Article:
Tactics Ogre: Let Us Cling Together

All Hail Tactics Ogre: Let Us Cling Together

We sing the game's praises now and forever!
Author: Aram Lecis
Published: June 20, 2011
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If you show Tactics Ogre: Let Us Cling Together to your hipster Japanophile friend in his early twenties, he'll probably scoff and tell you it is a bad Final Fantasy Tactics clone. That's when you reach across and smack him down and lord over him with your knowledge that he is OH SO WRONG. You see, TO:LUCT actually came out BEFORE the seminal FFT, and in fact, FFT owes pretty much everything to Tactics Ogre, and was even developed by the same team.

TO:LUCT is part of the Ogre Battle series, although the other entries in the series skew heavily to standard RPG while TO is firmly entrenched in the SRPG genre. Originally released on the venerable Super Famicom, ports also made their way to both the Sega Saturn and the Sony PlayStation. Now ported to the PSP, this classic has been redone top to bottom with updates, new features and multiple improvements.

The tale of TO:LUCT (the name is ripped from a Queen song, and there are many Queen references throughout the series) draws some very sharp parallels to the 1990's Yugoslavian battles for independence that was at the forefront when the game was first released, and as such deals with some very heavy themes (like ethnic cleansing and nationalism) for a video game. In this case though, Serbians and Bosnians have been replaced by Lannisters and Starks… no, Wallisters and Galgastans, and instead of fighting over the Balkans, they are fighting over the land of Valeria and neighboring Xenobia.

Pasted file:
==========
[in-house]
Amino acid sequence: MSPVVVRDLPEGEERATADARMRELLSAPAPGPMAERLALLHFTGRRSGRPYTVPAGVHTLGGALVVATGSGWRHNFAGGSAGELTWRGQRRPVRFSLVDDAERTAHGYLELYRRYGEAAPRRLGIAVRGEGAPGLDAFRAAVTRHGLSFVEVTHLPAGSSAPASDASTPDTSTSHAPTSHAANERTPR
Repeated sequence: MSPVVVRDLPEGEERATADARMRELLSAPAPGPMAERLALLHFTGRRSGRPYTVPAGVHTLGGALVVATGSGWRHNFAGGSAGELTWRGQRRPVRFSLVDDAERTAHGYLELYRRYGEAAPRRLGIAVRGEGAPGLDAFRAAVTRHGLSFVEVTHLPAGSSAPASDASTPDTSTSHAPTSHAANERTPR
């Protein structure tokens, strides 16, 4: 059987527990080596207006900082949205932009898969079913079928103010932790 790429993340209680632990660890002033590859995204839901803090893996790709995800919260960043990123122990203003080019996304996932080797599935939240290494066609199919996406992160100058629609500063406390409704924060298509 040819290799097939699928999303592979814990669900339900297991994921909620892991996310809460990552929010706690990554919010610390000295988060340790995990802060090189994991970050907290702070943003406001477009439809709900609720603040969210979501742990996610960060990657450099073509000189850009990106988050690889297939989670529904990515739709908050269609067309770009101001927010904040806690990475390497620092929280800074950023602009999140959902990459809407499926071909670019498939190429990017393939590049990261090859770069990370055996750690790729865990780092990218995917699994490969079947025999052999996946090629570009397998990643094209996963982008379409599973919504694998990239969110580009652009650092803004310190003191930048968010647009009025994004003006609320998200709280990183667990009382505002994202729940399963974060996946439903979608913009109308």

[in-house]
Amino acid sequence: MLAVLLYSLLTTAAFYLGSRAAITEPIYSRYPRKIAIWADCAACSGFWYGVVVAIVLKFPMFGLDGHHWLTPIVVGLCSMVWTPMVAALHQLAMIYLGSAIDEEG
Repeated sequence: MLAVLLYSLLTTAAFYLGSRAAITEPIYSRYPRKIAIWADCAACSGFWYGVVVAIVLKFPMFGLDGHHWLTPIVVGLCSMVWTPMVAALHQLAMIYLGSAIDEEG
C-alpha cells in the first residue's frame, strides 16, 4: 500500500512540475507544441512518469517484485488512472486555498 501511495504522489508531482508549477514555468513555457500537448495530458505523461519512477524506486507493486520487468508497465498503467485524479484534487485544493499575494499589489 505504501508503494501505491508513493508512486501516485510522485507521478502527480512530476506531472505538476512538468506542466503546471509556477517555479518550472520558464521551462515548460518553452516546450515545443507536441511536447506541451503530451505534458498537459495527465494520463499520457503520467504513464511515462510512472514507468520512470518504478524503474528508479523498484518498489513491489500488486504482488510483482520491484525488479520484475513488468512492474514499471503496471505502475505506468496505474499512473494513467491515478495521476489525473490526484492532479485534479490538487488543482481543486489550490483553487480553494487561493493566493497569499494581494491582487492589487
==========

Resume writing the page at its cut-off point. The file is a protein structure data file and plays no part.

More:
It's a depressing tale that breaks up the battles, and you have to make several difficult decisions that radically shift the course of the narrative and have lasting impacts on the story as it goes along. Yasumi Matsuno did a brilliant job of carefully crafting the Lawful, Neutral, and Chaos paths to each tell a "real world" story that doesn't rely on supernatural forces as an excuse for morality, and in fact will often challenge just what you consider "lawful." The whole experience is far more mature than it comes off in the similar Valkyria Chronicles.

You'll play the game as Denam, young Liberation Army member, generally paired with your sister Catiiua and Xenobian pal Canopus along with a rotating cast of anywhere from 5 to 10 more NPCs and "custom" teammates. Early on, you and your cronies are limited to a basic set of classes that they may freely switch among, and as the game goes along you'll recruit new classes and obtain more classmarks that open up a vast array of options. There are over 20 "standard" human classes, another 15 classes that certain unique characters can use, and another dozen classes for monsters that you can recruit into your party. The way the leveling system works is that you level up classes, not characters, so when you move to a new class, you become the level of that class, regardless if it is lower or higher than your previous class.
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